India, Pakistan border guards exchange fire along 25 locations on border in Kashmir

Source:Xinhua Published: 2013-10-21 16:26:07

There has been no let-up in the skirmishes on international border (IB) between Indian and Pakistan near Kashmir as border guards of the two neighbors exchanged heavy fire and mortars at 25 different locations, officials said Monday.

According to officials, the firing started Sunday evening and continued until Monday morning along frontier villages of Samba, Kathua and Jammu districts, close to border.

Indian border guards of Border Security Force (BSF) said they have retaliated to unprovoked firing and shelling of Pakistani Rangers posted opposite to them in these areas. "Pak Rangers last night resorted to firing in Ramgarh sector of Samba district and at Arnia in RS Pura sub-sector of Jammu district," said an official. "Rangers fired 82 mm mortars, rockets and used other heavy weaponry targeting border outposts and villages."

The fresh firing has created panic in the areas and many people have started fleeing these villages.

Last week five civilians and two Indian border guards were wounded in the firing from Pakistani side.

Indian Home Minister Shushil Kumar Shinde is visiting the restive region on Tuesday. He is likely to review security situation along border and line-of-control (LoC) in wake of increasing cease-fire violations. Skirmishes between troops posted on LoC have been going on almost at daily basis since Aug. 6. Majority of exchanges took place on LoC in Poonch.

However, for the past few days similar skirmishes were reported on IB. Both sides have suffered troop as well as civilian casualties during the standoff on 720 km long LoC and 198 km IB.

LoC is a de facto border that divides Kashmir into India and Pakistan controlled parts. India's External Affairs Minister Salman Khurshid Saturday had termed the ceasefire violations on the LoC as a matter of serious concern and said that it was not just an issue of diplomacy but also of military relations.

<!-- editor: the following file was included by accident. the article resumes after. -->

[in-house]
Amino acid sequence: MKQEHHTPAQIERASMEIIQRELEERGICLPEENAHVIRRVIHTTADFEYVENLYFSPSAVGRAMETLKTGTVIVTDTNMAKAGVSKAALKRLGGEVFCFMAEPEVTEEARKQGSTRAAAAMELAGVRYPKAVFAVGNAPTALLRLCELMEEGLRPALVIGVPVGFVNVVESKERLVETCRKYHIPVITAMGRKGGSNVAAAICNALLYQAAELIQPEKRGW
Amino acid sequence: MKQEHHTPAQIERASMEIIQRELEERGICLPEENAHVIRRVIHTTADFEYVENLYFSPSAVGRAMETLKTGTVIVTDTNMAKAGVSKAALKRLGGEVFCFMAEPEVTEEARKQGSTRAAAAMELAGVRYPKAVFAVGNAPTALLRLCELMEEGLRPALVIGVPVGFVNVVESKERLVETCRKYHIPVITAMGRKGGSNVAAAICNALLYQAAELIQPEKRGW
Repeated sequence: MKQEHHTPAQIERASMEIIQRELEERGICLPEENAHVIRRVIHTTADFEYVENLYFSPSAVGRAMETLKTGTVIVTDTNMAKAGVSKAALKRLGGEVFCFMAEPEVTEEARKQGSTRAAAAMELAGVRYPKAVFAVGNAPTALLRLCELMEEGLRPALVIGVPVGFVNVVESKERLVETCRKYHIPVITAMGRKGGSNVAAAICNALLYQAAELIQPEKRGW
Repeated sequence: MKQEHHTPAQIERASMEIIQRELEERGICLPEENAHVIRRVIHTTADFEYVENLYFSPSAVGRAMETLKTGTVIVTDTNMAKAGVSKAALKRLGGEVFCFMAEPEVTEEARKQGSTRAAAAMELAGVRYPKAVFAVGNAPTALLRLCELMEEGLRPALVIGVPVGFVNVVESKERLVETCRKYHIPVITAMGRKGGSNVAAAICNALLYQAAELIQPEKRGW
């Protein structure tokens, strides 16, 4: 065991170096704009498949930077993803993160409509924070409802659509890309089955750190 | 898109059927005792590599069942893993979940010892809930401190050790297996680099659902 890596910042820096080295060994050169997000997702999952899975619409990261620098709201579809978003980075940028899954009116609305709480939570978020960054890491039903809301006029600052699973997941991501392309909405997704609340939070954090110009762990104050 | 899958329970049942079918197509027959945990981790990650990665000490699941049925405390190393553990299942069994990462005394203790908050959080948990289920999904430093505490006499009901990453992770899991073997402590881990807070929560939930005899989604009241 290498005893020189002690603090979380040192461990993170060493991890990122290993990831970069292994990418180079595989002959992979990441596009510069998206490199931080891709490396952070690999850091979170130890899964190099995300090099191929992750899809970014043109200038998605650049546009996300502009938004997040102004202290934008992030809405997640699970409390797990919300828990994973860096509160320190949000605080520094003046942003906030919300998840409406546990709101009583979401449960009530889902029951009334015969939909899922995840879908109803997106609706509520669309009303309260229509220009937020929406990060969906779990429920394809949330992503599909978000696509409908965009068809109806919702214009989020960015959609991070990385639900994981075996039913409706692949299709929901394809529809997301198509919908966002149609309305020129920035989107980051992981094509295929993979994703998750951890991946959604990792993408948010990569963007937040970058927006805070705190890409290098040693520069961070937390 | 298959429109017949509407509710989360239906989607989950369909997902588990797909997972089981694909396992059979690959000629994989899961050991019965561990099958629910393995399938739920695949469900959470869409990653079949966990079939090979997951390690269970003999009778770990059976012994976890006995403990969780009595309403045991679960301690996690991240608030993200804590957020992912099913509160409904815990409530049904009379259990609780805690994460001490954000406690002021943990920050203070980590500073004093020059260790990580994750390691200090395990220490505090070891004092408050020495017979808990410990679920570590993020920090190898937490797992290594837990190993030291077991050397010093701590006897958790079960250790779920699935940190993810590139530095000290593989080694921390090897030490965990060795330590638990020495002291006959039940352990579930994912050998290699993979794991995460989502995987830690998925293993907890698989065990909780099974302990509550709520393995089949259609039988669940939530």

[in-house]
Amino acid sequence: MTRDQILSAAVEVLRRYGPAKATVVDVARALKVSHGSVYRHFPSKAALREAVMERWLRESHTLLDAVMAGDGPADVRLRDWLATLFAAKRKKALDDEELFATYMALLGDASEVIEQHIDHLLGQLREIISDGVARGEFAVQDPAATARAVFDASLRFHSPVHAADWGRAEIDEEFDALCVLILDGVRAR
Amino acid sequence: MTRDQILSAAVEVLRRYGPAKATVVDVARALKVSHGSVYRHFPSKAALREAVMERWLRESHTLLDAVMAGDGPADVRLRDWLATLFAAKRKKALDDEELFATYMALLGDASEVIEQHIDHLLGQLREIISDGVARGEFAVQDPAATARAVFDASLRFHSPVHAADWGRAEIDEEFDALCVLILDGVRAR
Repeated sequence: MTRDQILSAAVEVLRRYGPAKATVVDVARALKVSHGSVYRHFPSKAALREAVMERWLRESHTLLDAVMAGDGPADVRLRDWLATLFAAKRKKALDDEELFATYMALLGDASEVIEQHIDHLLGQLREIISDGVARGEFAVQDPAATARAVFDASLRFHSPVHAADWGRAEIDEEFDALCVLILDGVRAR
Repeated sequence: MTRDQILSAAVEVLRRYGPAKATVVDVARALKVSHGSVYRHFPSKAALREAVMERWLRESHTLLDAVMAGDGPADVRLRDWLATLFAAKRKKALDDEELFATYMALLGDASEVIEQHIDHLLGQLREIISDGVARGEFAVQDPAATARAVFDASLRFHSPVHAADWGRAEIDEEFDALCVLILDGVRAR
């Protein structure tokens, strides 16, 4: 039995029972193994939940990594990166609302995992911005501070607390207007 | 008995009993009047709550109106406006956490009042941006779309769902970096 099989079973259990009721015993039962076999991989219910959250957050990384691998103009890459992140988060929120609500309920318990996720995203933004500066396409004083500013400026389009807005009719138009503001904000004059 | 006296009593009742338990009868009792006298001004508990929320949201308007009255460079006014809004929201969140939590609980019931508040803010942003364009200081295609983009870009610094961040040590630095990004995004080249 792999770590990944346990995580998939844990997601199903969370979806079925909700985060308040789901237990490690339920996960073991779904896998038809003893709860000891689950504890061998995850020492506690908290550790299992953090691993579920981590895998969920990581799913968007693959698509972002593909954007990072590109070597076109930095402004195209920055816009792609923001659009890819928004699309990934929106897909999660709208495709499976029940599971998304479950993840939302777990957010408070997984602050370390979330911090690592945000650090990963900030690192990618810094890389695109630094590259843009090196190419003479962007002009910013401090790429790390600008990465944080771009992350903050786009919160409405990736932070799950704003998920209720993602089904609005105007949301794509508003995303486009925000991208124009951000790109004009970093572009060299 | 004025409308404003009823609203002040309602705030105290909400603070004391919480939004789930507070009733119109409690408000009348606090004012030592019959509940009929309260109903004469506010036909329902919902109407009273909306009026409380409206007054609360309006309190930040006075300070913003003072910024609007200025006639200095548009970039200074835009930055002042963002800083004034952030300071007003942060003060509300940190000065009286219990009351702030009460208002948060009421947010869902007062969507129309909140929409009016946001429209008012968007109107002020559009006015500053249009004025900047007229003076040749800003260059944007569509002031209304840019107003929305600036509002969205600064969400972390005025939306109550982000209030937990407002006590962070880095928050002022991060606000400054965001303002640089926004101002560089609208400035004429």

New Delhi and Islamabad in 2003 agreed to observe cease-fire along the IB and LoC in Kashmir. Though some violations have been reported on both sides, the cease-fire remains in effect. Both New Delhi and Islamabad blame each other of resorting to unprovoked firing.

Last month the Indian Prime Minister Manmohan Singh and his Pakistani counterpart Nawaz Sharif during their meeting on the sidelines of UN general assembly agreed to reduce tension along LoC in Kashmir as the first step towards comprehensive peace in the region. However, the flare-up on the LoC has made the situation restive.

New Delhi and Islamabad have an institutional weekly telephone hotline dialogue between their Director-General of Military Operations (DGMOs) to keep things under check on LoC. Following the recent Singh-Sharif meeting, the two countries made an announcement that there would be directives for a special dialogue to sustain peace along the LoC and IB that would go beyond the routine.

So far there has been no directive from either the India's Prime Minister's Office or the defense minister to hold a special dialogue of the DGMOs. New Delhi accuses Islamabad of providing arms and training to Kashmiri militants. However, Islamabad says it only provides moral and political support to Kashmiris.

Kashmir, the Himalayan region divided between India and Pakistan, is claimed by both in full. Since their Independence from British, the two countries have fought three wars, two exclusively over Kashmir.

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